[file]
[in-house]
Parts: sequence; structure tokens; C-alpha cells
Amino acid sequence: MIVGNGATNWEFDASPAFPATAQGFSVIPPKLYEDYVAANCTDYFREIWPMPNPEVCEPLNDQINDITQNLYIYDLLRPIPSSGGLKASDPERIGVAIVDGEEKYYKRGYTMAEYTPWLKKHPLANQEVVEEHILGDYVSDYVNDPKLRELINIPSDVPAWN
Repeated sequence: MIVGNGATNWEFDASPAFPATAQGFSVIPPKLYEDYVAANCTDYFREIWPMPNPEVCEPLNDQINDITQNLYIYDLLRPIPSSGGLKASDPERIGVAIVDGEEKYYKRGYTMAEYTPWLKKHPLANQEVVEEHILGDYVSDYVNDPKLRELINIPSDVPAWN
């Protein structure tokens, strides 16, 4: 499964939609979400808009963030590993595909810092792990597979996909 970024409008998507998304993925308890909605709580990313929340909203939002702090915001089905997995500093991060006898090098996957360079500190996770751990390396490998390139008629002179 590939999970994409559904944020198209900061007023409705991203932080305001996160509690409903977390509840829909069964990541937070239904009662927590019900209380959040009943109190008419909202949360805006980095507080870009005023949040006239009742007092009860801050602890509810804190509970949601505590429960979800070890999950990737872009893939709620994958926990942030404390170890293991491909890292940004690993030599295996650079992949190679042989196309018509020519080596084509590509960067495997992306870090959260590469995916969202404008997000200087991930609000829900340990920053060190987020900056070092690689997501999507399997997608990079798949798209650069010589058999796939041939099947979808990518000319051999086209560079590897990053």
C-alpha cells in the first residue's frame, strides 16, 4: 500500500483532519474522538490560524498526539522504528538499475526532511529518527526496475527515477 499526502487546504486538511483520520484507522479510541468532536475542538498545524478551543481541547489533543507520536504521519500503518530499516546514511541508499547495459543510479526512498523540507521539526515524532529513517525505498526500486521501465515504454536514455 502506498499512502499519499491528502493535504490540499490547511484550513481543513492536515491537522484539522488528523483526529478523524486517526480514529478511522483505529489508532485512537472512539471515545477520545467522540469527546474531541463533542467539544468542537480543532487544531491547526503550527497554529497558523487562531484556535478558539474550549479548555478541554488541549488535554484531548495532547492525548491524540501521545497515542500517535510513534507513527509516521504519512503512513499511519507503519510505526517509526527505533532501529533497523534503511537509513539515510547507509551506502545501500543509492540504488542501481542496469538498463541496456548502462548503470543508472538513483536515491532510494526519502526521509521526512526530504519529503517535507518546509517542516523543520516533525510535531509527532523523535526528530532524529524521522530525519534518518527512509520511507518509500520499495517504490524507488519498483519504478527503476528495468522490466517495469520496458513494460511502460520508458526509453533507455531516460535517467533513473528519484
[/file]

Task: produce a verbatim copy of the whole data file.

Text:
[in-house]
Parts: sequence; structure tokens; C-alpha cells
Amino acid sequence: MIVGNGATNWEFDASPAFPATAQGFSVIPPKLYEDYVAANCTDYFREIWPMPNPEVCEPLNDQINDITQNLYIYDLLRPIPSSGGLKASDPERIGVAIVDGEEKYYKRGYTMAEYTPWLKKHPLANQEVVEEHILGDYVSDYVNDPKLRELINIPSDVPAWN
Repeated sequence: MIVGNGATNWEFDASPAFPATAQGFSVIPPKLYEDYVAANCTDYFREIWPMPNPEVCEPLNDQINDITQNLYIYDLLRPIPSSGGLKASDPERIGVAIVDGEEKYYKRGYTMAEYTPWLKKHPLANQEVVEEHILGDYVSDYVNDPKLRELINIPSDVPAWN
């Protein structure tokens, strides 16, 4: 499964939609979400808009963030590993595909810092792990597979996909 970024409008998507998304993925308890909605709580990313929340909203939002702090915001089905997995500093991060006898090098996957360079500190996770751990390396490998390139008629002179 590939999970994409559904944020198209900061007023409705991203932080305001996160509690409903977390509840829909069964990541937070239904009662927590019900209380959040009943109190008419909202949360805006980095507080870009005023949040006239009742007092009860801050602890509810804190509970949601505590429960979800070890999950990737872009893939709620994958926990942030404390170890293991491909890292940004690993030599295996650079992949190679042989196309018509020519080596084509590509960067495997992306870090959260590469995916969202404008997000200087991930609000829900340990920053060190987020900056070092690689997501999507399997997608990079798949798209650069010589058999796939041939099947979808990518000319051999086209560079590897990053």
C-alpha cells in the first residue's frame, strides 16, 4: 500500500483532519474522538490560524498526539522504528538499475526532511529518527526496475527515477 499526502487546504486538511483520520484507522479510541468532536475542538498545524478551543481541547489533543507520536504521519500503518530499516546514511541508499547495459543510479526512498523540507521539526515524532529513517525505498526500486521501465515504454536514455 502506498499512502499519499491528502493535504490540499490547511484550513481543513492536515491537522484539522488528523483526529478523524486517526480514529478511522483505529489508532485512537472512539471515545477520545467522540469527546474531541463533542467539544468542537480543532487544531491547526503550527497554529497558523487562531484556535478558539474550549479548555478541554488541549488535554484531548495532547492525548491524540501521545497515542500517535510513534507513527509516521504519512503512513499511519507503519510505526517509526527505533532501529533497523534503511537509513539515510547507509551506502545501500543509492540504488542501481542496469538498463541496456548502462548503470543508472538513483536515491532510494526519502526521509521526512526530504519529503517535507518546509517542516523543520516533525510535531509527532523523535526528530532524529524521522530525519534518518527512509520511507518509500520499495517504490524507488519498483519504478527503476528495468522490466517495469520496458513494460511502460520508458526509453533507455531516460535517467533513473528519484